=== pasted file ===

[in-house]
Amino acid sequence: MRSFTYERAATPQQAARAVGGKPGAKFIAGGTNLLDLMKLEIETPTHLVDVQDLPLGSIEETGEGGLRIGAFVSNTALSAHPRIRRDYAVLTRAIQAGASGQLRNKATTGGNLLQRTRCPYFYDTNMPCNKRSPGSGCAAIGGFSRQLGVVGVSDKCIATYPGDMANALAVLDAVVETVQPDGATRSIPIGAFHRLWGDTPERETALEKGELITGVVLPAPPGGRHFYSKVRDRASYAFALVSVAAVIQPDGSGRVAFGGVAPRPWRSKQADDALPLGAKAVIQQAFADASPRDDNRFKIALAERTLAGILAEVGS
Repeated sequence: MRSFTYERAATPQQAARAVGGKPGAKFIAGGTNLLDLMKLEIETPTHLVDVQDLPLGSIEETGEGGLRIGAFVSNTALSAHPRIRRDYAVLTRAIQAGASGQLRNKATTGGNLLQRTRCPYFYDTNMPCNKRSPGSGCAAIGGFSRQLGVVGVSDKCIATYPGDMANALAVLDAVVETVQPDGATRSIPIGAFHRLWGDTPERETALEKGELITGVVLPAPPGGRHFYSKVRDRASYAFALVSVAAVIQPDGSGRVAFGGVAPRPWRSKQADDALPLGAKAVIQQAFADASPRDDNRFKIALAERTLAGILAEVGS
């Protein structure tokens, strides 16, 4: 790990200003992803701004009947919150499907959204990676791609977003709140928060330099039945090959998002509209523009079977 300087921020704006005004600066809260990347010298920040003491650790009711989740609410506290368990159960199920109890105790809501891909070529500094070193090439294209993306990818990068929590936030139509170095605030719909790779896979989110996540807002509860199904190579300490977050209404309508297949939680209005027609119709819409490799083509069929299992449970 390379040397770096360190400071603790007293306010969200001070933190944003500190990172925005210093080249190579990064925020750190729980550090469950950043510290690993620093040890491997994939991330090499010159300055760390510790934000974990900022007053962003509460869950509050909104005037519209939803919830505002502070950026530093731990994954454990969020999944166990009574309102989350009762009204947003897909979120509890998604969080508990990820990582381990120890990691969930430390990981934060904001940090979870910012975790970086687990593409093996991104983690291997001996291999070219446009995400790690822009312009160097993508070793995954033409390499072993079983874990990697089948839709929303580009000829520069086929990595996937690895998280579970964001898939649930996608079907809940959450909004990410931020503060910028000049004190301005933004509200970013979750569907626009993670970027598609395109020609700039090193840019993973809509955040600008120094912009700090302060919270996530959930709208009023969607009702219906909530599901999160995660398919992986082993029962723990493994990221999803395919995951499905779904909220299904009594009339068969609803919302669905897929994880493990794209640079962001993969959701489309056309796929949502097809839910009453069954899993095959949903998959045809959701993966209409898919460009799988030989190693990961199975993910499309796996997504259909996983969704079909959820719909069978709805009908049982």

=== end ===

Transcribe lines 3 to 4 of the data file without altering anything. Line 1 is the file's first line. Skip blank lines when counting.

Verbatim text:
Repeated sequence: MRSFTYERAATPQQAARAVGGKPGAKFIAGGTNLLDLMKLEIETPTHLVDVQDLPLGSIEETGEGGLRIGAFVSNTALSAHPRIRRDYAVLTRAIQAGASGQLRNKATTGGNLLQRTRCPYFYDTNMPCNKRSPGSGCAAIGGFSRQLGVVGVSDKCIATYPGDMANALAVLDAVVETVQPDGATRSIPIGAFHRLWGDTPERETALEKGELITGVVLPAPPGGRHFYSKVRDRASYAFALVSVAAVIQPDGSGRVAFGGVAPRPWRSKQADDALPLGAKAVIQQAFADASPRDDNRFKIALAERTLAGILAEVGS
């Protein structure tokens, strides 16, 4: 790990200003992803701004009947919150499907959204990676791609977003709140928060330099039945090959998002509209523009079977 300087921020704006005004600066809260990347010298920040003491650790009711989740609410506290368990159960199920109890105790809501891909070529500094070193090439294209993306990818990068929590936030139509170095605030719909790779896979989110996540807002509860199904190579300490977050209404309508297949939680209005027609119709819409490799083509069929299992449970 390379040397770096360190400071603790007293306010969200001070933190944003500190990172925005210093080249190579990064925020750190729980550090469950950043510290690993620093040890491997994939991330090499010159300055760390510790934000974990900022007053962003509460869950509050909104005037519209939803919830505002502070950026530093731990994954454990969020999944166990009574309102989350009762009204947003897909979120509890998604969080508990990820990582381990120890990691969930430390990981934060904001940090979870910012975790970086687990593409093996991104983690291997001996291999070219446009995400790690822009312009160097993508070793995954033409390499072993079983874990990697089948839709929303580009000829520069086929990595996937690895998280579970964001898939649930996608079907809940959450909004990410931020503060910028000049004190301005933004509200970013979750569907626009993670970027598609395109020609700039090193840019993973809509955040600008120094912009700090302060919270996530959930709208009023969607009702219906909530599901999160995660398919992986082993029962723990493994990221999803395919995951499905779904909220299904009594009339068969609803919302669905897929994880493990794209640079962001993969959701489309056309796929949502097809839910009453069954899993095959949903998959045809959701993966209409898919460009799988030989190693990961199975993910499309796996997504259909996983969704079909959820719909069978709805009908049982």